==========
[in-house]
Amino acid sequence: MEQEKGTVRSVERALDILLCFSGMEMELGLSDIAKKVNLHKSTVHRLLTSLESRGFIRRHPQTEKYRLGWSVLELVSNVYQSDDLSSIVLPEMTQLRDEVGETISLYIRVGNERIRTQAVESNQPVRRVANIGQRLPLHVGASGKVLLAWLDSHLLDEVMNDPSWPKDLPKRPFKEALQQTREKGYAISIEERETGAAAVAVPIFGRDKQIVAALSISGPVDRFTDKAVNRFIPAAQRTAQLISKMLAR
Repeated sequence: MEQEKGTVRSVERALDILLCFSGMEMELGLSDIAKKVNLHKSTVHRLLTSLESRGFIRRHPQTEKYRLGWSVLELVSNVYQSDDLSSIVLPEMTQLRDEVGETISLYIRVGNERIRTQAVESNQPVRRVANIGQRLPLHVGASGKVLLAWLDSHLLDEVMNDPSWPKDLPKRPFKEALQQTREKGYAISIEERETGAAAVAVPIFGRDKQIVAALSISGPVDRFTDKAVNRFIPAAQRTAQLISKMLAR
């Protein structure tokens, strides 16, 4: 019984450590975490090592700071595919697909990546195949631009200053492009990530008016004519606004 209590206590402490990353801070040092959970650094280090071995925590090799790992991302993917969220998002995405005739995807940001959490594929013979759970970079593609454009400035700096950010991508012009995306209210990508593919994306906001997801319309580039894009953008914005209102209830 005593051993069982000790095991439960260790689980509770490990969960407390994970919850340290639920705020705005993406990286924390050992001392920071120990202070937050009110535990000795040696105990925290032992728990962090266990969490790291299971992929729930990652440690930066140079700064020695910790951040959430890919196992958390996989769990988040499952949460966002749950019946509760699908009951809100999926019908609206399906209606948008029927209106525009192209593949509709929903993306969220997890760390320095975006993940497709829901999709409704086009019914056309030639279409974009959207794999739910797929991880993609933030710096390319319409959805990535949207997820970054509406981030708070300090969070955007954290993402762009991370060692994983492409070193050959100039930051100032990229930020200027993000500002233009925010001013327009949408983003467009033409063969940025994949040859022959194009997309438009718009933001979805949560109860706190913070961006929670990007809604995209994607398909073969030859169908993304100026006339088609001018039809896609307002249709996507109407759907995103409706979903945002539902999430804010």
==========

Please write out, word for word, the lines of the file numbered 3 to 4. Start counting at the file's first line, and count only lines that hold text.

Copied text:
Repeated sequence: MEQEKGTVRSVERALDILLCFSGMEMELGLSDIAKKVNLHKSTVHRLLTSLESRGFIRRHPQTEKYRLGWSVLELVSNVYQSDDLSSIVLPEMTQLRDEVGETISLYIRVGNERIRTQAVESNQPVRRVANIGQRLPLHVGASGKVLLAWLDSHLLDEVMNDPSWPKDLPKRPFKEALQQTREKGYAISIEERETGAAAVAVPIFGRDKQIVAALSISGPVDRFTDKAVNRFIPAAQRTAQLISKMLAR
């Protein structure tokens, strides 16, 4: 019984450590975490090592700071595919697909990546195949631009200053492009990530008016004519606004 209590206590402490990353801070040092959970650094280090071995925590090799790992991302993917969220998002995405005739995807940001959490594929013979759970970079593609454009400035700096950010991508012009995306209210990508593919994306906001997801319309580039894009953008914005209102209830 005593051993069982000790095991439960260790689980509770490990969960407390994970919850340290639920705020705005993406990286924390050992001392920071120990202070937050009110535990000795040696105990925290032992728990962090266990969490790291299971992929729930990652440690930066140079700064020695910790951040959430890919196992958390996989769990988040499952949460966002749950019946509760699908009951809100999926019908609206399906209606948008029927209106525009192209593949509709929903993306969220997890760390320095975006993940497709829901999709409704086009019914056309030639279409974009959207794999739910797929991880993609933030710096390319319409959805990535949207997820970054509406981030708070300090969070955007954290993402762009991370060692994983492409070193050959100039930051100032990229930020200027993000500002233009925010001013327009949408983003467009033409063969940025994949040859022959194009997309438009718009933001979805949560109860706190913070961006929670990007809604995209994607398909073969030859169908993304100026006339088609001018039809896609307002249709996507109407759907995103409706979903945002539902999430804010």